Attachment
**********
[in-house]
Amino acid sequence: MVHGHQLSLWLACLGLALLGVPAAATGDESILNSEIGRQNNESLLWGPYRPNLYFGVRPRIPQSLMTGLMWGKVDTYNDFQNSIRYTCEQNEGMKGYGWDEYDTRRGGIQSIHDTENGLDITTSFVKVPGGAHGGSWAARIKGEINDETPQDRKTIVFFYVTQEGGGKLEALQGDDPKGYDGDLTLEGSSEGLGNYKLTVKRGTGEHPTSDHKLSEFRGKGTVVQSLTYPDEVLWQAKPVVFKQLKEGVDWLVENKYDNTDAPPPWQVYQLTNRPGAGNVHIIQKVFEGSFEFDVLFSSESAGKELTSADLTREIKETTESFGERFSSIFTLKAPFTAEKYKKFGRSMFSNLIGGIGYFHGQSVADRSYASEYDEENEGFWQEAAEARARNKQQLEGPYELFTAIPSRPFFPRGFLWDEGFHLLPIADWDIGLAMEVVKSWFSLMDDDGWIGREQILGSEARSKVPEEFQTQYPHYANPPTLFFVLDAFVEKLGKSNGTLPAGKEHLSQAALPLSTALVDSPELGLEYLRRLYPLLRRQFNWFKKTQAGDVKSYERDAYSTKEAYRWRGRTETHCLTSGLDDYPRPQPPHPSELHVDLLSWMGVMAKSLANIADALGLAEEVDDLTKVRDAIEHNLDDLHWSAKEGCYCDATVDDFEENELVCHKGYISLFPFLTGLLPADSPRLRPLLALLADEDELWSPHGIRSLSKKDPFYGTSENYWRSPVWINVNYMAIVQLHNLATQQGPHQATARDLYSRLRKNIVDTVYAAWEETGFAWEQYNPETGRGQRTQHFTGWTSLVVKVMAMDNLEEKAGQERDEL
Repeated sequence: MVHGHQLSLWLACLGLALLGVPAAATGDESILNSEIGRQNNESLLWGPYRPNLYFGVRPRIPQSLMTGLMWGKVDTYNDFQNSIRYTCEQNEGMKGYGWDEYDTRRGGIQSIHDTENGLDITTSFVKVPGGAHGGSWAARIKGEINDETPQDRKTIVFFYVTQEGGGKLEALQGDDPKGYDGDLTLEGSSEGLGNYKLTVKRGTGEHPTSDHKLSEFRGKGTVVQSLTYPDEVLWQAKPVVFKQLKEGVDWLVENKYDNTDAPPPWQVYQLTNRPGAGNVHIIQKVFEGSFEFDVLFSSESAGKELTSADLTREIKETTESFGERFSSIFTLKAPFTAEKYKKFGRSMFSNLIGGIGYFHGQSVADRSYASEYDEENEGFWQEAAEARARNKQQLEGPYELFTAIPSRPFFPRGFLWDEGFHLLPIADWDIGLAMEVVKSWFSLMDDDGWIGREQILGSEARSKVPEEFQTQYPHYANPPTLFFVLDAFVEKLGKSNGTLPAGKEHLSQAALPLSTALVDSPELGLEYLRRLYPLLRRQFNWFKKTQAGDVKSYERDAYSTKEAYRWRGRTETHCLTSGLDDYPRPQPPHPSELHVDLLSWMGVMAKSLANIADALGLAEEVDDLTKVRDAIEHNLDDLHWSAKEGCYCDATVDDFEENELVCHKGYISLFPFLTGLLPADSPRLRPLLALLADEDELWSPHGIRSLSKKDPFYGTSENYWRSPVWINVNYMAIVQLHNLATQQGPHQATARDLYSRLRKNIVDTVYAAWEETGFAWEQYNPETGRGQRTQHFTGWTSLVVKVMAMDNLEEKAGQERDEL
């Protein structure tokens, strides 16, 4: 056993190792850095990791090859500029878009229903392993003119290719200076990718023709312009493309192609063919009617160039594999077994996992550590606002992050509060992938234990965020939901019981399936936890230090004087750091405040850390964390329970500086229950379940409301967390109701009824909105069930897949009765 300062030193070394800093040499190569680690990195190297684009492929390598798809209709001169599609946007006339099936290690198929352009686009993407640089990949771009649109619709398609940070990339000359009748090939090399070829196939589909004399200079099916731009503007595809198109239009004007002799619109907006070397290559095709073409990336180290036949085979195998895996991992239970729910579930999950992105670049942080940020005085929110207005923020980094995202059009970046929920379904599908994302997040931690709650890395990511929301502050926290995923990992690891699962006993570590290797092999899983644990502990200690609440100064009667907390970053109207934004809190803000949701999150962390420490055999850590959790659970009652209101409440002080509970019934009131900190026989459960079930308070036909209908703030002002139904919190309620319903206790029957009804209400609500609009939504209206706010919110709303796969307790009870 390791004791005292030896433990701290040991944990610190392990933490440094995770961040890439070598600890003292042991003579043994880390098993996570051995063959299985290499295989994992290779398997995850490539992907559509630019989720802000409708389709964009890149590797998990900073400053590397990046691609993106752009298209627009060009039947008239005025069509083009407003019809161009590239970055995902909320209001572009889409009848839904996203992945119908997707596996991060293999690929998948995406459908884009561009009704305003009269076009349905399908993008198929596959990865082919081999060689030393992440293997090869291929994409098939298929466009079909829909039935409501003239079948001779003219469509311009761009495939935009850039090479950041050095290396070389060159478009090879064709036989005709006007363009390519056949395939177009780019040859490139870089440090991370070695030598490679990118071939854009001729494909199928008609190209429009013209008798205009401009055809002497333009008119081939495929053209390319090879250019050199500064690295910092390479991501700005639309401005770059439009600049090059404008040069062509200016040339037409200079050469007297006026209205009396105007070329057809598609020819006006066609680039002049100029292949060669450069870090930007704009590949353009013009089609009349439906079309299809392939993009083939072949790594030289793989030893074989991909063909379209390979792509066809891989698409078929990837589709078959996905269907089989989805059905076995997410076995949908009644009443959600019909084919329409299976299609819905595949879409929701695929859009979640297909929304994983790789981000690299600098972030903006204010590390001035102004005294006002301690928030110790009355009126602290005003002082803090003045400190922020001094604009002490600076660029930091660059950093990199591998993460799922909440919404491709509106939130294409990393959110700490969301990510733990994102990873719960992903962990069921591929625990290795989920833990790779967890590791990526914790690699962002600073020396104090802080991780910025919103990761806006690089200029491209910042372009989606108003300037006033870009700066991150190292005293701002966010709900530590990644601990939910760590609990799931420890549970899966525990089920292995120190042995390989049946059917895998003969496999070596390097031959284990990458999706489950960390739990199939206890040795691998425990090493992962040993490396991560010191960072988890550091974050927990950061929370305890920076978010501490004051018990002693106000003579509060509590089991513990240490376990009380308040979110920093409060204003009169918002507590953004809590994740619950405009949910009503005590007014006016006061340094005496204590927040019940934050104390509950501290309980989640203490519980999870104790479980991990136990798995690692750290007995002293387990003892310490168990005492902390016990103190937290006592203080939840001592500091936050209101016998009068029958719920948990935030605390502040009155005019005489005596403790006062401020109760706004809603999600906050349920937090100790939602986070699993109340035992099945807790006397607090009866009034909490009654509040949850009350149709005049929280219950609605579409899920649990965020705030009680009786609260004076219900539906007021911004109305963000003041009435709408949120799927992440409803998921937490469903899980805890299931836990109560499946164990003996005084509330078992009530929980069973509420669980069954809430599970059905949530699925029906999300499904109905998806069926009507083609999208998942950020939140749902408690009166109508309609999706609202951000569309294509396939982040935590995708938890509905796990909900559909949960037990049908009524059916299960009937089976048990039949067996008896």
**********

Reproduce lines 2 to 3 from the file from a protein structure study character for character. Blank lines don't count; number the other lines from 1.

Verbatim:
Amino acid sequence: MVHGHQLSLWLACLGLALLGVPAAATGDESILNSEIGRQNNESLLWGPYRPNLYFGVRPRIPQSLMTGLMWGKVDTYNDFQNSIRYTCEQNEGMKGYGWDEYDTRRGGIQSIHDTENGLDITTSFVKVPGGAHGGSWAARIKGEINDETPQDRKTIVFFYVTQEGGGKLEALQGDDPKGYDGDLTLEGSSEGLGNYKLTVKRGTGEHPTSDHKLSEFRGKGTVVQSLTYPDEVLWQAKPVVFKQLKEGVDWLVENKYDNTDAPPPWQVYQLTNRPGAGNVHIIQKVFEGSFEFDVLFSSESAGKELTSADLTREIKETTESFGERFSSIFTLKAPFTAEKYKKFGRSMFSNLIGGIGYFHGQSVADRSYASEYDEENEGFWQEAAEARARNKQQLEGPYELFTAIPSRPFFPRGFLWDEGFHLLPIADWDIGLAMEVVKSWFSLMDDDGWIGREQILGSEARSKVPEEFQTQYPHYANPPTLFFVLDAFVEKLGKSNGTLPAGKEHLSQAALPLSTALVDSPELGLEYLRRLYPLLRRQFNWFKKTQAGDVKSYERDAYSTKEAYRWRGRTETHCLTSGLDDYPRPQPPHPSELHVDLLSWMGVMAKSLANIADALGLAEEVDDLTKVRDAIEHNLDDLHWSAKEGCYCDATVDDFEENELVCHKGYISLFPFLTGLLPADSPRLRPLLALLADEDELWSPHGIRSLSKKDPFYGTSENYWRSPVWINVNYMAIVQLHNLATQQGPHQATARDLYSRLRKNIVDTVYAAWEETGFAWEQYNPETGRGQRTQHFTGWTSLVVKVMAMDNLEEKAGQERDEL
Repeated sequence: MVHGHQLSLWLACLGLALLGVPAAATGDESILNSEIGRQNNESLLWGPYRPNLYFGVRPRIPQSLMTGLMWGKVDTYNDFQNSIRYTCEQNEGMKGYGWDEYDTRRGGIQSIHDTENGLDITTSFVKVPGGAHGGSWAARIKGEINDETPQDRKTIVFFYVTQEGGGKLEALQGDDPKGYDGDLTLEGSSEGLGNYKLTVKRGTGEHPTSDHKLSEFRGKGTVVQSLTYPDEVLWQAKPVVFKQLKEGVDWLVENKYDNTDAPPPWQVYQLTNRPGAGNVHIIQKVFEGSFEFDVLFSSESAGKELTSADLTREIKETTESFGERFSSIFTLKAPFTAEKYKKFGRSMFSNLIGGIGYFHGQSVADRSYASEYDEENEGFWQEAAEARARNKQQLEGPYELFTAIPSRPFFPRGFLWDEGFHLLPIADWDIGLAMEVVKSWFSLMDDDGWIGREQILGSEARSKVPEEFQTQYPHYANPPTLFFVLDAFVEKLGKSNGTLPAGKEHLSQAALPLSTALVDSPELGLEYLRRLYPLLRRQFNWFKKTQAGDVKSYERDAYSTKEAYRWRGRTETHCLTSGLDDYPRPQPPHPSELHVDLLSWMGVMAKSLANIADALGLAEEVDDLTKVRDAIEHNLDDLHWSAKEGCYCDATVDDFEENELVCHKGYISLFPFLTGLLPADSPRLRPLLALLADEDELWSPHGIRSLSKKDPFYGTSENYWRSPVWINVNYMAIVQLHNLATQQGPHQATARDLYSRLRKNIVDTVYAAWEETGFAWEQYNPETGRGQRTQHFTGWTSLVVKVMAMDNLEEKAGQERDEL